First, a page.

In 1977, a book of photographs captured an awakening - women shedding the cultural restrictions of their childhoods and embracing their full humanity. Feminists: What Were They Thinking? ...
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In 1977, a book of photographs captured an awakening - women shedding the cultural restrictions of their childhoods and embracing their full humanity. Feminists: What Were They Thinking? revisits those photos, those women and those times - and takes aim at our current culture revealing all too vividly the urgent need for continued change. The film offers candid and riveting interviews with women such as Jane Fonda, Gloria Steinem, Lily Tomlin and Judy Chicago tackling topics ranging from identity, abortion, race, childhood and motherhood. A Netflix original documentary directed by Johanna Demetrakas.
It was an honest state of affairs of feminism today
This is a spoiler free review.
There was some genuine talent in this production. And it didn't feel like it was underfunded like I worried it might be. However, they did seriously miss the mark. When I first heard of this I hoped it reinvigorate the movement taking in to consideration the best parts of feminism and leaving behind the other parts. Sadly, it achieved the opposite.
Feminism isn't a young movement anymore. Over the years we've collected very good data on what works, and what doesn't. I didn't see these lessons portrayed at all in this film. In fact, I saw many of the parts that don't work well put up as the movements shining achievements. I was particularly dismayed they suggested that we should choose a president solely on the basis of her gender. This is an example of entitlement, not as earning and deserving of ones position. With simple logic like this how can this movement be taken seriously? It left me with the icky feeling afterwards that this was nothing more than haphazard political propaganda paid for by the least ethical of special interests groups. The fact that is was released just before an election, with a political message that was telling us how women should vote didn't help.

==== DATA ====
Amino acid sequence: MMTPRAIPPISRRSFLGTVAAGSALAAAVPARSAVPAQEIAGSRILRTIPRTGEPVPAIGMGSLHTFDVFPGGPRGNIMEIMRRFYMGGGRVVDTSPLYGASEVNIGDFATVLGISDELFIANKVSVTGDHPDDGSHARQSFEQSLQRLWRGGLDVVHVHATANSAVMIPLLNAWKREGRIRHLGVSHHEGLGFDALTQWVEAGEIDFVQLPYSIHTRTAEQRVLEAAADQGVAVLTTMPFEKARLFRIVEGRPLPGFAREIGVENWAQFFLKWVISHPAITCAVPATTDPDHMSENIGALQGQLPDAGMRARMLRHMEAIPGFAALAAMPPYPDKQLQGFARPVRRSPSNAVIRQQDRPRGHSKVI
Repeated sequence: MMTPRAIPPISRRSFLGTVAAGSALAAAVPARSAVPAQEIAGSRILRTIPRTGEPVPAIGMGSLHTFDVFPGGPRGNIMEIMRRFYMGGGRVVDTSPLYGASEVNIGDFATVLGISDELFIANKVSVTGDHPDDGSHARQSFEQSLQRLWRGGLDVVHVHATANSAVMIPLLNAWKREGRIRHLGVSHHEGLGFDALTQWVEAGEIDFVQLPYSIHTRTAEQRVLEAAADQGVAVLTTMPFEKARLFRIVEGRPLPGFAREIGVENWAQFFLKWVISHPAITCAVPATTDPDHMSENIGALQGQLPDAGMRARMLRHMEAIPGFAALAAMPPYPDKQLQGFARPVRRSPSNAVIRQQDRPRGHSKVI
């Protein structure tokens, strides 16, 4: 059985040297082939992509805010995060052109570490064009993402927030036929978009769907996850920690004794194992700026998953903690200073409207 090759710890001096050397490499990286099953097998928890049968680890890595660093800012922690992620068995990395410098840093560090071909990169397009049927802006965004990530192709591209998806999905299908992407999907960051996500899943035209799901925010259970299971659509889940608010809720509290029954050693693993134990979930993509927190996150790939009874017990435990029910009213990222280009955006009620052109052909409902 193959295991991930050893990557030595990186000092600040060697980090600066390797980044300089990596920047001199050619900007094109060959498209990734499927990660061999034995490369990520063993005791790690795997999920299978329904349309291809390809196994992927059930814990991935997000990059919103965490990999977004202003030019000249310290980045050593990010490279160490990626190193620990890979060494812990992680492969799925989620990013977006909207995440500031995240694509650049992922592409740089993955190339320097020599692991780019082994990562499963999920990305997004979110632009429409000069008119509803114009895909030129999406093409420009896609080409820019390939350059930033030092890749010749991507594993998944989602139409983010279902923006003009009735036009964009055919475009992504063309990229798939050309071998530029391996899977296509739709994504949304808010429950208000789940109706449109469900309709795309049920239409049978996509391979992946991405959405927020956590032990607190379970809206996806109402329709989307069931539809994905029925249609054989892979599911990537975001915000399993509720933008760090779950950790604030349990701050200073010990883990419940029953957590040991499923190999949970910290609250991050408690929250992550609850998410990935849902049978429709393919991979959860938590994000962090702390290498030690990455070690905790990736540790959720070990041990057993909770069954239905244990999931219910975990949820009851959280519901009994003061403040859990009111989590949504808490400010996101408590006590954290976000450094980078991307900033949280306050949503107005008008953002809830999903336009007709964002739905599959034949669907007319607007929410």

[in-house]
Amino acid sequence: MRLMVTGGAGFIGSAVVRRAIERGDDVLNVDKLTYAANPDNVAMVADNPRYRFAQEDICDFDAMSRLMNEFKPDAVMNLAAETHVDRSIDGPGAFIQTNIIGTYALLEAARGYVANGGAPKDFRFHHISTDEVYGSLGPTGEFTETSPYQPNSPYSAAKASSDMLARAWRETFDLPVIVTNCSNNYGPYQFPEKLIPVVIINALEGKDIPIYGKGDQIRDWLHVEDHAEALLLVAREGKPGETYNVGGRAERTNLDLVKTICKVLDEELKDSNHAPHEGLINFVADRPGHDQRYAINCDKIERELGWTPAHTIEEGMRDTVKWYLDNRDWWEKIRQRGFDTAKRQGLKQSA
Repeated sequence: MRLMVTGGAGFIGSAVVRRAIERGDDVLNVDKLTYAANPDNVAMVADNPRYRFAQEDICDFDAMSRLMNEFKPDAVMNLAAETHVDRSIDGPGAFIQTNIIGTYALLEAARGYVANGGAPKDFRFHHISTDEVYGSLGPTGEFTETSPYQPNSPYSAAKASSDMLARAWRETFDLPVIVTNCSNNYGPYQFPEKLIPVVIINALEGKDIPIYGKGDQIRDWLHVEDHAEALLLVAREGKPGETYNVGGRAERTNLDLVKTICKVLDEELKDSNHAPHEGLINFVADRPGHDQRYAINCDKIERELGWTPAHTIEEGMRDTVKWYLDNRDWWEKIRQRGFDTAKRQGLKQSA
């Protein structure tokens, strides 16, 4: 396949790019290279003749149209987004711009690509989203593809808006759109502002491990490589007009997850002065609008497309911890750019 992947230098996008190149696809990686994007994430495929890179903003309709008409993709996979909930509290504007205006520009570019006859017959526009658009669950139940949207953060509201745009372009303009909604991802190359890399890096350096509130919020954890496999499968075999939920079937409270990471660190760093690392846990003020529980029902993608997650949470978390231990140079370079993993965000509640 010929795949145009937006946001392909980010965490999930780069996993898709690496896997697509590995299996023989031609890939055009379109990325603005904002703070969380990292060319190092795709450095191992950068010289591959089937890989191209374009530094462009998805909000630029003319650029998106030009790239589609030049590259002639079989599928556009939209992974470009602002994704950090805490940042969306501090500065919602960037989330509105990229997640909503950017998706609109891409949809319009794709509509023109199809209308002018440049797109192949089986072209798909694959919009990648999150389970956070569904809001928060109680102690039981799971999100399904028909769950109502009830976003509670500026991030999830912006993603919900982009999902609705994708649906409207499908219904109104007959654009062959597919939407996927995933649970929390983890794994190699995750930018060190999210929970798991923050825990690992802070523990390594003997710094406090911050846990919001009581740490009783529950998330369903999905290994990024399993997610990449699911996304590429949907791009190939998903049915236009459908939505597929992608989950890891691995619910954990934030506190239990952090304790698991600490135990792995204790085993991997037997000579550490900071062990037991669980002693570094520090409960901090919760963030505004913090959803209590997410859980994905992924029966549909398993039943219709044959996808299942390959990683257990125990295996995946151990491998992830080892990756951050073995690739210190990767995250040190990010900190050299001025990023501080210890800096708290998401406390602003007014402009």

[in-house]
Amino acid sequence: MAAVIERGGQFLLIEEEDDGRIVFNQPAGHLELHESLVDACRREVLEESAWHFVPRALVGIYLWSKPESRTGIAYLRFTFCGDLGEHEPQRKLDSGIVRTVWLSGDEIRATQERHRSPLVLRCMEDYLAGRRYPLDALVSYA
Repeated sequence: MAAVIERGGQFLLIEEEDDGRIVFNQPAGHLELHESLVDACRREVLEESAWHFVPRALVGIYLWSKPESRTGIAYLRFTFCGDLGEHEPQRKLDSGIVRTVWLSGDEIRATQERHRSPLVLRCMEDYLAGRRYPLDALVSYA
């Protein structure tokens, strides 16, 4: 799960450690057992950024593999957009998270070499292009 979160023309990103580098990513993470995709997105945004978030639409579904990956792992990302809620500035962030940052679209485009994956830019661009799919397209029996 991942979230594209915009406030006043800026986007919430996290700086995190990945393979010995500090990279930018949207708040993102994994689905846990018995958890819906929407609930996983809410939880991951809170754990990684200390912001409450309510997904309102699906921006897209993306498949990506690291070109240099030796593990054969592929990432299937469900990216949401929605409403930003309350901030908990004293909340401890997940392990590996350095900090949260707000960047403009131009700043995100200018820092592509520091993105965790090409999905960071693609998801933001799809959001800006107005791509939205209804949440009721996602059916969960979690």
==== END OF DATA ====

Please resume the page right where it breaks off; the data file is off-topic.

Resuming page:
I wish they had taken this opportunity to share what women have achieved and how to revive the movement from its currents remnant status. Public opinion polls show the movement is at an all time low. Its less popular now than in the 60s when it was new and a foreign scary way for both genders to think. And its still falling in its status today. If you ask your friends and family today what is feminism? You'll likely get a response something like its a bunch of maladjusted angry women who care more about whats bad for men, than whats good for women. After watching I took the opportunity to discuss it with friends and co workers. The responses were not encouraging.
Ladies, take back the movement from the radicals. Feminism is seen as a dangerous and angry group by most today. Without some thoughtful reform this movement will fade in to history as another misguided and failed political movement. As of this moment, feminism popularity is in the single digits. Its demise is closer than you might want to think. If you don't engage now, it might be too late tomorrow. It is possible that we could achieve a world where gender is no more considered in a persons worth than hair color or height. It truly is possible. But we're heading in the opposite direction. Feminism is making women less valuable not more, in its current form.
I debated for some time whether to include a reference to Ms. Hekcate's review here. However, if we're going to save the movement, we need to be willing to step in to uncomfortable territory. Her review was titled, "boys should be afraid", and included a line that stated, "Your terror of women is well noted, boys .. as I can hardly call you men :)"
This is exactly the type of man hating bigotry, that real feminists have stood against and whats turning people away from the movement today. When you encounter men or women in the movement with outlooks like these, try to befriend them and find out whats driving them. Perhaps with your compassion and taking the time to care about them, they might grow in to healthy and helpful representatives of the movement. Hers are the only voices that people hear and remember. We really need to change that.
Improving the station of women in society shouldn't be perceived to come at the expense of trying to destroy men. And since they still have the power, how likely are they to want to share it if we advertise we celebrate their demise? Would you let someone in to your club who openly despises and wants to destroy you? Men as a group may have their follies and faults, but they aren't suicidal or idiots.
You really can represent women better Ms. Hekcate.
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